- The NIH is seeking public comments on its draft Genomic Data Sharing Policy, which promotes the sharing, for research purposes, of large-scale human and nonhuman genomic data generated from NIH-supported research.
- Following the shutdown of the U.S. federal government, most activities of the NIH, the Food and Drug Administration (FDA), and other biomedical funding and regulatory agencies have been suspended.
- The FDA granted accelerated approval to Genentech's Perjeta (pertuzumab) for neoadjuvant treatment of early-stage breast cancer, the first drug to receive such approval. "We are seeing a significant shift in the treatment paradigm for early-stage breast cancer," said Richard Pazdur, MD, director of the agency's Office of Oncology Drug Products.
- Counsyl of South San Francisco, CA, has asked the California Northern District Court for a determination that offering genetic testing for BRCA1 and BRCA2 won't infringe on patent claims held by Myriad Genetics of Salt Lake City, UT.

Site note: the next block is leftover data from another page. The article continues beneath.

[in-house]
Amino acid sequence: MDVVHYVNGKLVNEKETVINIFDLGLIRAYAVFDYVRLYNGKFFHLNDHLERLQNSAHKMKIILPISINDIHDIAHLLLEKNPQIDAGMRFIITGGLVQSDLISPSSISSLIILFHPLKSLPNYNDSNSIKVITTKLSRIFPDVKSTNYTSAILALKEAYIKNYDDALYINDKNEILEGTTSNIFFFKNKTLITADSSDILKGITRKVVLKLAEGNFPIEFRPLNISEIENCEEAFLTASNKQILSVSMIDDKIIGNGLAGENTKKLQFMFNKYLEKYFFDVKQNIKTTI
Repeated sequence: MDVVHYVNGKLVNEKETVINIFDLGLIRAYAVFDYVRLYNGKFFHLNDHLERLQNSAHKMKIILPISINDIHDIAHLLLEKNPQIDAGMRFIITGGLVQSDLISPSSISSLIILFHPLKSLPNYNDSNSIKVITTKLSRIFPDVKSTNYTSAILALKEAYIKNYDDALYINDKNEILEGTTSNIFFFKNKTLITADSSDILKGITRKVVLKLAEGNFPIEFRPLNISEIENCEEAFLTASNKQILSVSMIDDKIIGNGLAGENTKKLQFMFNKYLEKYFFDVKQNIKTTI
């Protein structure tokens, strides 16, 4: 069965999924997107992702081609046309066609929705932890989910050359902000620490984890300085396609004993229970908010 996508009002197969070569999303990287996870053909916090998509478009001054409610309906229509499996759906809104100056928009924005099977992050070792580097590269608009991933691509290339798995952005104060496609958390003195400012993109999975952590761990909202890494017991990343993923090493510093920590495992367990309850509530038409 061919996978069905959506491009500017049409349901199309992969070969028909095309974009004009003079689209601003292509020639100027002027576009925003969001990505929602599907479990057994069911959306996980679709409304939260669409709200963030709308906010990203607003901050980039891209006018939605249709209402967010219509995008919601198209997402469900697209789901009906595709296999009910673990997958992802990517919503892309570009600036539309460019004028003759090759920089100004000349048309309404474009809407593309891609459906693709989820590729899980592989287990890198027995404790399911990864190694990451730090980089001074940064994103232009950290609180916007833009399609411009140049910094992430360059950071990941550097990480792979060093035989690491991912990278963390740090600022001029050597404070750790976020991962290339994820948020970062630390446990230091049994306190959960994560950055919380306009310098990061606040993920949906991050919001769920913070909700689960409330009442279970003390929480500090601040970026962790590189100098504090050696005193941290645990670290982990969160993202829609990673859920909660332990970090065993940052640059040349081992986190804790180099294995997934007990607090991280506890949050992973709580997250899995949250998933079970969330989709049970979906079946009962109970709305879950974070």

- Infinity Pharmaceuticals of Cambridge, MA, disclosed that in a phase II study of 226 patients with NSCLC who had a history of smoking, its retaspimycin hydrochloride, a heat shock protein 90 inhibitor, did not meet the study endpoints for overall survival. The company will not initiate any new trials of the drug.
- During the next 50 years, the dominant contributions to the global cancer burden will be from India, China, and Nigeria, predicted the State of Oncology 2013 report, presented at the ECC.
September 26, 2013
- Roche's Kadcyla (ado-trastuzumab emtansine, formerly known as T-DM1) received positive regulatory decisions in the European Union and Japan. The EU's Committee for Medicinal Products for Human Use recommended approval of the antibody–drug conjugate for treatment of adults with HER2+, inoperable, locally advanced or metastatic breast cancer who previously received trastuzumab and a taxane, separately or in combination. The Japanese Ministry of Health, Labor, and Welfare approved Kadcyla for treatment of inoperable or recurrent HER2+ breast cancer.
- The National Cancer Institute (NCI) gave The University of Texas MD Anderson Cancer Center in Houston a $48.6 million, 5-year support grant. During the 5 years between renewals of its grant, MD Anderson said, it published more than 12,000 papers and remained the top external recipient of NCI funding, with more than 220 grants in effect totaling $120 million annually.